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Escape to Frida’s Oaxacan

Escape to Frida’s Oaxacan

A culinary expedition with Mike Wolf

They’re coming in lock, stock, and barrel and you can’t escape the stress. They’re expecting the traditions, nothing too old-timey, something new and exciting and comforting all the while. You’ve got your prep list crossed with your shopping list, and your plans for complete domination of your station as you navigate a three-day cook for a feast while making it seem like nothing, complete with batched cocktails in the fridge and freezer for when the nail-biters are getting antsy. Oh yes, it's all coming together according to plan, a plan which comfortably allows for stipulations of last-minute, jazz-like improvisations for the greater good. But you’ve got to steal away, even if for just a little while. Anything in the dinner hour would be completely insane: where are you headed? A last-minute trip to the store with all that planning and list-making you’ve been poring over the last few days? A quick dinner on your own as you gather your thoughts and prepare to scale Mt. Potato Gratin? No, that bird is not gonna fly. You need a lunch getaway situated in the middle of the day. A trip to another land where everything is made from scratch and the cheese is fresh. Where the hot sauce bottles are filled with mole-kissed intensity and the tortillas are a revelation. Thankfully, it’s cold enough that you can let some groceries marinate in the car for a while as you venture to Frida’s Oaxacan Cuisine at 2424 Nolensville Pike just South of 440 on the east side of the road at Nolensville and Elberta Street.

Fear not if you only notice the sign for the Bee Ice Cream Shop, as Frida’s is housed in the back of the same building. Once you step inside, the aromas overwhelm the senses and that appetite you’ve been lugging around all morning will immediately cause you to salivate as you pore over the numerous options for breakfast, lunch, and dinner. Follow the path of the dark green banquettes to the ordering window, where you might catch a glimpse of the magic happening behind the scenes. Fresh masa mingling with banana leaves, Christmas-colored salsas being prepared and meat slowly stewing in the corner. Paintings of Frida Kahlo stare back at you as if to say, “Aren’t you going to sit down? What’s your hurry anyway?” Many classics of Oaxacan cuisine are represented here. There are Enchiladas Rojas with their gorgeous red tortillas and queso fresco, Chilaquiles and Enmoladas (corn tortillas stuffed with shredded chicken and topped with mole sauce and queso fresco) for breakfast, and of course the one menu item that will have you playing a short game of truth or dare with yourself: the Grasshopper. And I’m not referring to the lime green, crème de menthe, and ice cream cocktail of New Orleans drinking lore, I’m talking about real grasshoppers, Chapulines – a Oaxacan staple often paired with Mezcal – fried up and placed into one of Frida’s lauded homemade tortillas. It’s essentially like biting into a crispy, buttered potato chip taco. Suddenly, I felt like I was stoned at the movies, but I digress. It must be Thanksgiving week.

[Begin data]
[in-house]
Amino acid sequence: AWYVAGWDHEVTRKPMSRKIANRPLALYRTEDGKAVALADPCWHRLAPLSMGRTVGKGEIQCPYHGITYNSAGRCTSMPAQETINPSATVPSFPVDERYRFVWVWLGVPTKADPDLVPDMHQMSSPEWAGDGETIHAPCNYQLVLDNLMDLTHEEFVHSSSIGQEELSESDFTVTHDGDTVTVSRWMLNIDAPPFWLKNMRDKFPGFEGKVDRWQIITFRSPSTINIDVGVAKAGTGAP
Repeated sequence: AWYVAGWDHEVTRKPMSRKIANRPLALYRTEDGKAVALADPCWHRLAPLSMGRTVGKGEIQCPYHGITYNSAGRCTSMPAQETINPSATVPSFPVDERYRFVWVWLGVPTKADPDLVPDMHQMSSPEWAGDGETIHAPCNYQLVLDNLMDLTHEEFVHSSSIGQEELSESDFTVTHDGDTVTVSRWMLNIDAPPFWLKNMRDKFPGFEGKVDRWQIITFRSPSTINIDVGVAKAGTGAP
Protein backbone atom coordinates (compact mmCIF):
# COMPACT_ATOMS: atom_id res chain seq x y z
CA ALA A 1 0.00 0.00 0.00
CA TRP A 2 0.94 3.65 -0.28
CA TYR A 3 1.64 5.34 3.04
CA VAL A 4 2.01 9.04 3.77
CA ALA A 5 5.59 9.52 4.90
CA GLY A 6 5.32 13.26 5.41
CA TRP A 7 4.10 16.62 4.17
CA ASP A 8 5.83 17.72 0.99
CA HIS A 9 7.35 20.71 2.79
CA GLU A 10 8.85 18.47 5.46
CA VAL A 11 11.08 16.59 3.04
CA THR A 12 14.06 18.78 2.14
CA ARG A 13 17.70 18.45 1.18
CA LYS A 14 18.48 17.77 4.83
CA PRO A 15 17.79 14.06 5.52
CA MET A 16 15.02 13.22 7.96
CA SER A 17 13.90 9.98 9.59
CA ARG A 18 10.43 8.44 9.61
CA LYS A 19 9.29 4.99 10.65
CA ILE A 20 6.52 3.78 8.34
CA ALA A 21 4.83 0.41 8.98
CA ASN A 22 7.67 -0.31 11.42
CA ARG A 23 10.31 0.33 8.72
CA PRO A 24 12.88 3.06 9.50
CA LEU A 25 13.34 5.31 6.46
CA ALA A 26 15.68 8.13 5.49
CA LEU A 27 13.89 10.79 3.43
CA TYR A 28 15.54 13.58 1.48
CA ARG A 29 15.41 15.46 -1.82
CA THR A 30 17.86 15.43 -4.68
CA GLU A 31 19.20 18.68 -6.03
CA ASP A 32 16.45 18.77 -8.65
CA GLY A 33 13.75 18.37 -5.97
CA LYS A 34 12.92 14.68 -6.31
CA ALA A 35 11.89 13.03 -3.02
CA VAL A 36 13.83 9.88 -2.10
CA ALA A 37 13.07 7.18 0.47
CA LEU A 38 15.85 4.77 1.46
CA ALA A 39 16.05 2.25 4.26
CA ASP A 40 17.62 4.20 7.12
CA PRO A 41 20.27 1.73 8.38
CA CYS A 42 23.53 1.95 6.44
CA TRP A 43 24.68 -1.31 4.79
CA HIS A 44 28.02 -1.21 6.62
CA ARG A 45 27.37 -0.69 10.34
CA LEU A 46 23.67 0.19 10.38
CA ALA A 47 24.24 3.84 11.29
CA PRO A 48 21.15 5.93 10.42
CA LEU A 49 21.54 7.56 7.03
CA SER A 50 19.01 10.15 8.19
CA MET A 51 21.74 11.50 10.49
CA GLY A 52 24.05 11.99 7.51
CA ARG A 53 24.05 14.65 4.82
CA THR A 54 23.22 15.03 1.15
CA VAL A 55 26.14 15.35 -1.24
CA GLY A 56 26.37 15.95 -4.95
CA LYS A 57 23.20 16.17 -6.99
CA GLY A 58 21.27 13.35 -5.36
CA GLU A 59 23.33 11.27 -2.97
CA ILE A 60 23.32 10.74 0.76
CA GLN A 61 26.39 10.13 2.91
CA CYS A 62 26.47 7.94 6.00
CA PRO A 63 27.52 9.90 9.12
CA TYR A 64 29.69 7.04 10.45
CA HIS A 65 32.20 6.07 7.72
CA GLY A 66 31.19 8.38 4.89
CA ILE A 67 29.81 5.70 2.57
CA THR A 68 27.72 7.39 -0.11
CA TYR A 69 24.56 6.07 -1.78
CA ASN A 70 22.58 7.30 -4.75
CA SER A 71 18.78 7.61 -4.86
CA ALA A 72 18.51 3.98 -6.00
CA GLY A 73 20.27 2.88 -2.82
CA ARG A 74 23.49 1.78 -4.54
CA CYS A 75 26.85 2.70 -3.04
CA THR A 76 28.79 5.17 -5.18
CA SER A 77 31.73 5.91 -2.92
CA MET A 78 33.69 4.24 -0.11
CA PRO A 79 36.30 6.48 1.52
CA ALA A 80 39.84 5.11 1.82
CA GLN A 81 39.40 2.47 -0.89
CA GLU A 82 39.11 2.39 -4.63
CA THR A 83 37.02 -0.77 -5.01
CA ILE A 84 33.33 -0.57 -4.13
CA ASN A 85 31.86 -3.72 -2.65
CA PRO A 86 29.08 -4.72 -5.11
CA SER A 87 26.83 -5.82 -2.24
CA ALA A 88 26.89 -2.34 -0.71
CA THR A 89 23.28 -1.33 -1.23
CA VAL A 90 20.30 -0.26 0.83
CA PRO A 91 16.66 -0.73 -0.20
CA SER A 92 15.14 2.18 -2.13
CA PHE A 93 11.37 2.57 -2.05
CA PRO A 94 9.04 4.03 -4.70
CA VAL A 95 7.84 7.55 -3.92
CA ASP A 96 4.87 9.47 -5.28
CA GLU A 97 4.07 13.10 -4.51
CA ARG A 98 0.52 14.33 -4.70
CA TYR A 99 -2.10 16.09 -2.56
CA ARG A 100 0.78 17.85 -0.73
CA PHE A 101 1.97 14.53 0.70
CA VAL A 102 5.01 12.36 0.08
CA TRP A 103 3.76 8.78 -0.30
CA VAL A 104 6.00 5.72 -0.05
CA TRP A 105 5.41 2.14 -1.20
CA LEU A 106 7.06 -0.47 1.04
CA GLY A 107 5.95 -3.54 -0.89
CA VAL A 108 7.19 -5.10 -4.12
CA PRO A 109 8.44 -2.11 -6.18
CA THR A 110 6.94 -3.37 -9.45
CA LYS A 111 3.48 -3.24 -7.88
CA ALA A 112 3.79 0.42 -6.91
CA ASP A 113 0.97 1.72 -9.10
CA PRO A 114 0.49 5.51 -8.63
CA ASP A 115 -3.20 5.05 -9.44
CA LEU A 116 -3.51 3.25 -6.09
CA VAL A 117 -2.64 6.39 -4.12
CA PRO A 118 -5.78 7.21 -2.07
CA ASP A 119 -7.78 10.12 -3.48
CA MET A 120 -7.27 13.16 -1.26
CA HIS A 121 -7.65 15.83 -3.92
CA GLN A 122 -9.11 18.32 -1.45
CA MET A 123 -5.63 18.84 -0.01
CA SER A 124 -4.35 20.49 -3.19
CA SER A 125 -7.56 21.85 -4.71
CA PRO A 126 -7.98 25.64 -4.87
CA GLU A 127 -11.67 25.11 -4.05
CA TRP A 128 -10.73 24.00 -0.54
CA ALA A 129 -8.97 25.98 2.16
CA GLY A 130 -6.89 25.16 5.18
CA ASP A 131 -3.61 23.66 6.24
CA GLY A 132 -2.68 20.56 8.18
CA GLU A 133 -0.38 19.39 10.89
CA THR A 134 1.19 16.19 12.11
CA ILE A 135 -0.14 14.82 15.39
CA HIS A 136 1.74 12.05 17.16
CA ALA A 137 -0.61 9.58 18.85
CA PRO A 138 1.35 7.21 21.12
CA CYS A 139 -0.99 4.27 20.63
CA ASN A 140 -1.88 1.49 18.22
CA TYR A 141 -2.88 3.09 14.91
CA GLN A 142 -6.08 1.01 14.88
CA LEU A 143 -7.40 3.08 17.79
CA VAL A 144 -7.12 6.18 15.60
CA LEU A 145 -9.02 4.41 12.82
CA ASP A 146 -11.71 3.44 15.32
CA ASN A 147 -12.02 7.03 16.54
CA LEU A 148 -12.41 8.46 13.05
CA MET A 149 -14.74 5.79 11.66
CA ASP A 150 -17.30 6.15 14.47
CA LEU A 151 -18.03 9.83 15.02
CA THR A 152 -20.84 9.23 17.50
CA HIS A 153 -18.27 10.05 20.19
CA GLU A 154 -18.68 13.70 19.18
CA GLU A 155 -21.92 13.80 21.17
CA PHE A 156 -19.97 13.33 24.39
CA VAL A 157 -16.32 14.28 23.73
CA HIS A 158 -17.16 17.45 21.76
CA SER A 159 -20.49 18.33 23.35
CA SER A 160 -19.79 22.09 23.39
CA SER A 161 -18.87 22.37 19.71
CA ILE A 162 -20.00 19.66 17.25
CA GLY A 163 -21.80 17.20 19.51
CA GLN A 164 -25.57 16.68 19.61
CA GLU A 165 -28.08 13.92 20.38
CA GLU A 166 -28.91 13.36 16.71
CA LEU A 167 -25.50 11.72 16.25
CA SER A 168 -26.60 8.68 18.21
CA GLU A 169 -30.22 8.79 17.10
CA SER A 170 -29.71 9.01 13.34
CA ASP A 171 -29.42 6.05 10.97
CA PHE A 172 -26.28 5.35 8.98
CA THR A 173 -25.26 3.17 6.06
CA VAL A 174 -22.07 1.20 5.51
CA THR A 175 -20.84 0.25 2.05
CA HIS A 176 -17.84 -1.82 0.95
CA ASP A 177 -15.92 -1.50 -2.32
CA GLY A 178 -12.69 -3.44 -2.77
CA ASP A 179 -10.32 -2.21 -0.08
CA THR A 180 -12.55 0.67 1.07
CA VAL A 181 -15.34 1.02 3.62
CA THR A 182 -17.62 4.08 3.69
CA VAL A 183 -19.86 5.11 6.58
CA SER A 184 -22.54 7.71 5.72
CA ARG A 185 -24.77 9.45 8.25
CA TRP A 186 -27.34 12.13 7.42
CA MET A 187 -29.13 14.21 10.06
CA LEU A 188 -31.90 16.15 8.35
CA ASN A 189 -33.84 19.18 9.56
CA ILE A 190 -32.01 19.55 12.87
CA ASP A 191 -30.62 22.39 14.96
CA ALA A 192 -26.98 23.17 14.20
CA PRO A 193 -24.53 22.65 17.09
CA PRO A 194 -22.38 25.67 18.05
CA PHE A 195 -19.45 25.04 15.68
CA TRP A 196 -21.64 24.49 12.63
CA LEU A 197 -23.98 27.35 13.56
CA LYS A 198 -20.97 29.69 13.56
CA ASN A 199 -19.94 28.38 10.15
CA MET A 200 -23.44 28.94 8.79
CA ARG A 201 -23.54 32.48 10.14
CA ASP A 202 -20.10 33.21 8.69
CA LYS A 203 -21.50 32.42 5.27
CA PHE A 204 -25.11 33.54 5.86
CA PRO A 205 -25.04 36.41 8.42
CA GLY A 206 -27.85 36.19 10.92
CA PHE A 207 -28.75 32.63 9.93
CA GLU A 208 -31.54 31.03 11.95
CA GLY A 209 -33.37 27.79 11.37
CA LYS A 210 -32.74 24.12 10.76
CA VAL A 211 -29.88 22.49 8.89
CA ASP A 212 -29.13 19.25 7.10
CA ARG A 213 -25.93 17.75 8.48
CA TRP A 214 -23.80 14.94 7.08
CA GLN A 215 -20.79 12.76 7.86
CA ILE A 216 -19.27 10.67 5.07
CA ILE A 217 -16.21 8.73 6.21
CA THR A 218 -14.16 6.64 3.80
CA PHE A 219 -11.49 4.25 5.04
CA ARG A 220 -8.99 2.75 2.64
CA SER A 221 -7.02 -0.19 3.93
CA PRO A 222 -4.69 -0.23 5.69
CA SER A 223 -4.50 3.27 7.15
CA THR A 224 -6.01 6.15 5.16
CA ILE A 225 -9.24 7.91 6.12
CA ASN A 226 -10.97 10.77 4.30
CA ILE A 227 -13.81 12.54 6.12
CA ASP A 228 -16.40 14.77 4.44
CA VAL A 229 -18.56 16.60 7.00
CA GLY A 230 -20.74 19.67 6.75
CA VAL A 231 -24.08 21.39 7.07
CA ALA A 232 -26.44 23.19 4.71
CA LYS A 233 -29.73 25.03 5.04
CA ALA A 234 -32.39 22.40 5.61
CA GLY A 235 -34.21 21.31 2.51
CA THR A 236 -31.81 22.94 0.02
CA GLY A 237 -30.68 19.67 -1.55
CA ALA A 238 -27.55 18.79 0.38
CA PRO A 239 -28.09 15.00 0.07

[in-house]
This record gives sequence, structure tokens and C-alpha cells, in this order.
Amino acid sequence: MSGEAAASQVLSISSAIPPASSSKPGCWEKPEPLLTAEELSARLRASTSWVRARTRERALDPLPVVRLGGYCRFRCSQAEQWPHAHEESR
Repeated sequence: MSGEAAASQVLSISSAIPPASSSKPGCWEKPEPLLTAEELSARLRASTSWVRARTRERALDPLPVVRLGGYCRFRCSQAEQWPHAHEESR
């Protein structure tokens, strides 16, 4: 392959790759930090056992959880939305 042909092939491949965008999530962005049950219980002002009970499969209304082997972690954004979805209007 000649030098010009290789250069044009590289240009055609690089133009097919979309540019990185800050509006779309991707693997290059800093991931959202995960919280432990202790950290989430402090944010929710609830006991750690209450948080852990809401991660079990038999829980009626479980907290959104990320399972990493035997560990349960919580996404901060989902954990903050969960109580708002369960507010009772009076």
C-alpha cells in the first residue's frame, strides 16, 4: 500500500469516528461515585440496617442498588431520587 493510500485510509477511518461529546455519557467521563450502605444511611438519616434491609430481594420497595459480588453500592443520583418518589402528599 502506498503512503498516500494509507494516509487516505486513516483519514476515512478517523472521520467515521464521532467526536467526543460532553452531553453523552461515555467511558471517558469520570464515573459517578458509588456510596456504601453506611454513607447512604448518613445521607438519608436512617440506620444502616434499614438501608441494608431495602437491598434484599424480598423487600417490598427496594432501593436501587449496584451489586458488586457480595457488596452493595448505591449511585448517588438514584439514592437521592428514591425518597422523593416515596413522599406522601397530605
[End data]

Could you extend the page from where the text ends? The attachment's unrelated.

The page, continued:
The Tacos Dorados de Barbacoa (made with slow-cooked beef) I had on my most recent visit stood out for two reasons: the fresh tortillas mingling with the queso fresco were a delight, and the mole sauce offered on the side took the meal to another level of complexity and heat. Also of note were the traditional tamales. The Tamal de Puerco En Salsa Verde, shredded pork with roasted tomatillo salsa served with a side of rice was hearty, filling, and the perfect comfort food for a cold day in the city. There’s also the banana leaf-wrapped chicken and mole tamale that would be a perfect entry point for anyone experiencing Frida’s for the first time. Beverage options brim and include the indulgent Oaxacan classic, Champurrado, a hearty blend of hot chocolate, cane sugar, and cinnamon, thickened with corn flour and milk. Other beverages include the ubiquitous Mexican sodas (Jarritos Grapefruit can help cure seasonal affective disorder in my experience), Jumex, and freshly brewed iced tea. I didn’t notice any beer or Mezcals but I was too entranced by the aromas and the gaze of Frida Kahlo staring back at me to care at that point.

If you’re able to escape away from the holiday madness to experience the bold, vibrant freshness of one of the most celebrated regional cuisines of Mexico, remember that food this special can both fortify you to cook your own family feast or save your ass when the prep list becomes too daunting. That relative who doesn’t really want to help in the kitchen but is always looking for an errand to run? Send them to Frida’s, give them a list of Oaxacan classics to order, tell them to grab a six-pack, and get their ass back home. We’re all just trying to survive the holidays, and food is the fulcrum of so many family memories. Most of us experience a mashup of old-school traditionalism while trying out new spins on cranberries or green beans. Cooking food for others, as Frida’s cooked for me that day, can open up new worlds of inspiration and make a hungry soul feel brand new. As Frida Kahlo said, “At the end of the day, we can endure much more than we think we can.”